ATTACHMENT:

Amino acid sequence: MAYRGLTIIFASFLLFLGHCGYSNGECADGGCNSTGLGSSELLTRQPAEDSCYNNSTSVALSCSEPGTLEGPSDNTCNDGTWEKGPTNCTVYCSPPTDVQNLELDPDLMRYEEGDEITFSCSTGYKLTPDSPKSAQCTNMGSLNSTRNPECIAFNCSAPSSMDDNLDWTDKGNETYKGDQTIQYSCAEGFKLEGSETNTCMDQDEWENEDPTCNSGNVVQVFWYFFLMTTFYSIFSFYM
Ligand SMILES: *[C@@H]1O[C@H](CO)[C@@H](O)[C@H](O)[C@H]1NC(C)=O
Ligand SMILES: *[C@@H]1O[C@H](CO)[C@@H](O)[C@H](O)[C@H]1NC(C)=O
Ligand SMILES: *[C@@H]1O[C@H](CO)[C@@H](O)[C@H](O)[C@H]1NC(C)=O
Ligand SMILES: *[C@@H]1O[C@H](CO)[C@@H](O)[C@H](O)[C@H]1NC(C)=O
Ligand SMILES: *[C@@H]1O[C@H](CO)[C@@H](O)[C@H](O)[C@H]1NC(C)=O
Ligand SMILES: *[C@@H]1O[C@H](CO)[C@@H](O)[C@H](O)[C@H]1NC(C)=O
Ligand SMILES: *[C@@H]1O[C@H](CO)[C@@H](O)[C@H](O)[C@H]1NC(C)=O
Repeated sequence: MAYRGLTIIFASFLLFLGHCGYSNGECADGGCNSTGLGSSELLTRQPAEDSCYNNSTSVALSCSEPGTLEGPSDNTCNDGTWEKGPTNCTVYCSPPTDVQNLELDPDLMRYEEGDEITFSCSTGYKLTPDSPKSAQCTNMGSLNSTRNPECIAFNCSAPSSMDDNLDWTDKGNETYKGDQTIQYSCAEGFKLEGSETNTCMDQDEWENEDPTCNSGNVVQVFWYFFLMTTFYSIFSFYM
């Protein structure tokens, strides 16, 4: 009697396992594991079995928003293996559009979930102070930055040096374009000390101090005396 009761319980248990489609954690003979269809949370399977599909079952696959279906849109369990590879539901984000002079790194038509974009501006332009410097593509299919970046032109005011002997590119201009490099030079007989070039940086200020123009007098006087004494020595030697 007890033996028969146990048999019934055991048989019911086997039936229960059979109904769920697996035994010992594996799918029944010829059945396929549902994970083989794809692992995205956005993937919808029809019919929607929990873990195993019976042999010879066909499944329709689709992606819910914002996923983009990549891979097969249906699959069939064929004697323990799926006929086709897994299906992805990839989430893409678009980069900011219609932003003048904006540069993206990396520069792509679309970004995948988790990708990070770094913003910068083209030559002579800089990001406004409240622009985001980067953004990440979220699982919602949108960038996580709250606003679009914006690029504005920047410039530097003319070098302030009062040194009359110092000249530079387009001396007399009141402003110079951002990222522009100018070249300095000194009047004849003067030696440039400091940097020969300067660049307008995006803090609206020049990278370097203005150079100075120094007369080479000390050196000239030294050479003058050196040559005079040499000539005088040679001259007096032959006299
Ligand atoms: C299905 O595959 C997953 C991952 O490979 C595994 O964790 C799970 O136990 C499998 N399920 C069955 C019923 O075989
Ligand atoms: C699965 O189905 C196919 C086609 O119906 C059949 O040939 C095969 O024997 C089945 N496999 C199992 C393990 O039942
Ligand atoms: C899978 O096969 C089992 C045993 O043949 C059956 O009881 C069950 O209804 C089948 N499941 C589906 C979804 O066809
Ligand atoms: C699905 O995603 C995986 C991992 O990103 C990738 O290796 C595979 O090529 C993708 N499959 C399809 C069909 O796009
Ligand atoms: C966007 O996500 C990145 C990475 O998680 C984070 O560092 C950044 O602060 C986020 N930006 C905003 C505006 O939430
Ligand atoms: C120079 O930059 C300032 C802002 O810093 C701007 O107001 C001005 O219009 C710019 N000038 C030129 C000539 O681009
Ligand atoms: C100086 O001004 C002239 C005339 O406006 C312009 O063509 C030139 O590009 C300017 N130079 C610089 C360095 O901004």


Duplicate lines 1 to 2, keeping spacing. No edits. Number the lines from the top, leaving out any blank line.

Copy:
Amino acid sequence: MAYRGLTIIFASFLLFLGHCGYSNGECADGGCNSTGLGSSELLTRQPAEDSCYNNSTSVALSCSEPGTLEGPSDNTCNDGTWEKGPTNCTVYCSPPTDVQNLELDPDLMRYEEGDEITFSCSTGYKLTPDSPKSAQCTNMGSLNSTRNPECIAFNCSAPSSMDDNLDWTDKGNETYKGDQTIQYSCAEGFKLEGSETNTCMDQDEWENEDPTCNSGNVVQVFWYFFLMTTFYSIFSFYM
Ligand SMILES: *[C@@H]1O[C@H](CO)[C@@H](O)[C@H](O)[C@H]1NC(C)=O